However, the visual indication devices (not shown) with respect to line L1 at applique units A2 and A3 remain off since, as discussed above, the voltage across line L1 at each applique unit is below 30 volts and the respective voltage breakdown circuits in each applique unit maintain the visual devices associated therewith in an off condition.
When station S1, or any other station, desires to become reconnected to line L1, the pickup key associated with line L1 is depressed. Thus, a short circuit is momentarily placed across the winding of relay A to release that relay. This short circuit consists of a path which extends from lead 1T of line L1 via now enabled pickup key contact 1PU1-1, switchhook contact SH-1, enabled pickup key contact 1PU1-4, enabled pickup key contact 1PU1-3 to lead 1R of line L1. Thus, relay A releases at this point. Network 101 of station S1 is also shorted at this time via lead H1, enabled pickup key contact 1PU1-4 and lead R1. However, as was discussed earlier, when operating pressure is removed from the pickup key, contact 1PU1-4 opens and thus network 101 is connected over leads T1 and R1 via enabled pickup key contacts 1PU1-1 and 1PU1-3 to leads 1T and 1R of line L1. At this point communication is again possible over the communication leads of line L1. Since contact 1PU1-4 acts to short across network 101, pressure on the pickup key can be used to remove temporarily the network from the communication path for privacy purposes.
Of course, it will be obvious that, since the hold relay is held operated by line current from the central switching machine, the hold relay will release when current is interrupted momentarily at the central office. When such a situation occurs, the central office voltage will rise to 48 volts and the visual indication device associated with the line at each location will again flash in a periodic manner.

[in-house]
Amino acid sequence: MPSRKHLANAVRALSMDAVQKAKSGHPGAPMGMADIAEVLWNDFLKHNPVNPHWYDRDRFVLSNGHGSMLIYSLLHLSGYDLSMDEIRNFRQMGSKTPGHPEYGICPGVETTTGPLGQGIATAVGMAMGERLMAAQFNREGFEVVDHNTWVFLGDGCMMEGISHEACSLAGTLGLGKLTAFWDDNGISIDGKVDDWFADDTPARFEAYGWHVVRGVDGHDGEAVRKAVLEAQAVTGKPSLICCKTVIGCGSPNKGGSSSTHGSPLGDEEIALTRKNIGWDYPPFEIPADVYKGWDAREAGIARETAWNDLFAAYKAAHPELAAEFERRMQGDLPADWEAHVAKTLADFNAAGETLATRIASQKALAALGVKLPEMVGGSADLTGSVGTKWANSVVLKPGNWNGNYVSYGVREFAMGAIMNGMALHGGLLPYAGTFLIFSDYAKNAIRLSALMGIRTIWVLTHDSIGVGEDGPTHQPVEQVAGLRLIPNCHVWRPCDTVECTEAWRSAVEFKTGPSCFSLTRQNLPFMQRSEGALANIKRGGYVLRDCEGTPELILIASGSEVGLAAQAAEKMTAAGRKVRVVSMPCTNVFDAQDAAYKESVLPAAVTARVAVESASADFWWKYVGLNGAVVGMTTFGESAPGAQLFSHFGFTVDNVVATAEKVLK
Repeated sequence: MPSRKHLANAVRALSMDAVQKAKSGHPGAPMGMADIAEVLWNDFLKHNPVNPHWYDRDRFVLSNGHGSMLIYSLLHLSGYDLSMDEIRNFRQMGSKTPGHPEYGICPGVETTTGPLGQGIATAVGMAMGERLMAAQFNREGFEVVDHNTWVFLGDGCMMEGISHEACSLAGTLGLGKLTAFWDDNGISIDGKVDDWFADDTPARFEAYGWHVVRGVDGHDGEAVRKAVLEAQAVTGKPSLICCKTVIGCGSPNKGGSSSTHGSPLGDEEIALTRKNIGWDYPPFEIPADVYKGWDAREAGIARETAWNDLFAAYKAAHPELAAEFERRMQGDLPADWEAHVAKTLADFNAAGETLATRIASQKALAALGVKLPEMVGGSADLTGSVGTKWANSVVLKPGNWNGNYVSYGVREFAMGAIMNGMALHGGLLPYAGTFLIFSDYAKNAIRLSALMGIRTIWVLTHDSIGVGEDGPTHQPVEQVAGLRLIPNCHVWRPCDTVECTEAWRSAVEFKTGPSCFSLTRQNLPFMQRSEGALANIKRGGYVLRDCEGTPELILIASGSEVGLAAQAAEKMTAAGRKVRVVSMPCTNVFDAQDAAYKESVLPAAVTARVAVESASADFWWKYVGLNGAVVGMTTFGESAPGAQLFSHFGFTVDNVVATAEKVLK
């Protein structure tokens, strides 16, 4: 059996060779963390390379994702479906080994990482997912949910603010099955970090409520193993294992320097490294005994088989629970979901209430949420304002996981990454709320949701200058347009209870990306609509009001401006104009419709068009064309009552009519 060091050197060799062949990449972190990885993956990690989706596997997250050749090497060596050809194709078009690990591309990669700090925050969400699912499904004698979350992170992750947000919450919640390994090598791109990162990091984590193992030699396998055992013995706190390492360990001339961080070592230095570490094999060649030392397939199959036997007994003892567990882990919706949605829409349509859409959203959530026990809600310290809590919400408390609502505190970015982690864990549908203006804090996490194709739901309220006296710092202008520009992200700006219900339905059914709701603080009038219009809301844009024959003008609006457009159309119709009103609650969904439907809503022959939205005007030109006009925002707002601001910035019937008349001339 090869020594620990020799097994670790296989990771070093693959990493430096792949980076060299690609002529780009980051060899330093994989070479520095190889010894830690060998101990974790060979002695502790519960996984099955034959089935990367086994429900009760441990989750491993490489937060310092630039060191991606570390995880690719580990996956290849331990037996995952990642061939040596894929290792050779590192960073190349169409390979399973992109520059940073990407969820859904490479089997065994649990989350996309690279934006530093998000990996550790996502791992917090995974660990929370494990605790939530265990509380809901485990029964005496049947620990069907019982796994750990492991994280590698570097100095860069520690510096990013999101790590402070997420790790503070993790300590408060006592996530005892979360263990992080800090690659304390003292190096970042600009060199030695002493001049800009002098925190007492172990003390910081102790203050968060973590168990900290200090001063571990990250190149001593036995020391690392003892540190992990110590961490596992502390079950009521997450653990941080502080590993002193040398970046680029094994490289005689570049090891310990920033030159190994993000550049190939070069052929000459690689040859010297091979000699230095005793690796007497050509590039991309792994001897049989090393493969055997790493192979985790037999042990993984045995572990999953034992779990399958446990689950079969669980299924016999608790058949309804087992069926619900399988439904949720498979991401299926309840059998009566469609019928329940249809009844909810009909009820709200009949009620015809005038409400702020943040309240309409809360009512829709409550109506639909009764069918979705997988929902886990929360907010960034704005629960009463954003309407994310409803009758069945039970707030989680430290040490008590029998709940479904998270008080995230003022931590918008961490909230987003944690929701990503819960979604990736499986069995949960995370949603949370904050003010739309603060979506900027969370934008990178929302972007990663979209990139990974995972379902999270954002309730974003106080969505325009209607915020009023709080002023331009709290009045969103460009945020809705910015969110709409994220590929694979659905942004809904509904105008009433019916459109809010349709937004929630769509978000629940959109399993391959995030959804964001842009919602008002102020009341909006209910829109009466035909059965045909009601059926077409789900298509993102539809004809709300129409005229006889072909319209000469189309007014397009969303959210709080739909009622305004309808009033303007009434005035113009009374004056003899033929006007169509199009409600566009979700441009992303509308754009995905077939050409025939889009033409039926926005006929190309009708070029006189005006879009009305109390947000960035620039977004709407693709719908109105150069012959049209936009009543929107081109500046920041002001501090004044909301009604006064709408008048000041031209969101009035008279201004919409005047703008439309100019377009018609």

Central office ringing signals can be utilized to cause a line LED to flutter. Two methods of accomplishing this are shown in FIG. 2. On line L1, the set's internal ringer 102 is connected between lead 1T and the junction of resistors R10 and R11. The internal ringer normally contains a series capacitor to block DC current while allowing the passage of the 20Hz, 90VAC ringing potential from the central office. Thus, when ringing potential appears across leads 1T and 1R, 20Hz AC current flows through ringer 102, resistor R10 and light emitting diode 1LED-1, causing the LED to light in a fluttering manner at a 40-pulse-per-second rate. On line L2 in FIG. 2, a series resistor-capacitor combination R16 and C7 is used in a similar manner between lead 2T and the junction of resistors R13 and R14 to cause light emitting diode 1LED-2 to respond in a fluttering fashion to ringing potential applied from the central office across leads 2T and 2R. Thus, a visual indication of ringing can be provided for each line at each station, using the same LED which functions to indicate the busy, idle, and held states of the line. It should be noted that if a 20-pulse-per-second flash rate is desired, the LED should not be bipolar as shown in FIG. 2 but rather should be a one direction device, as shown in FIG. 4.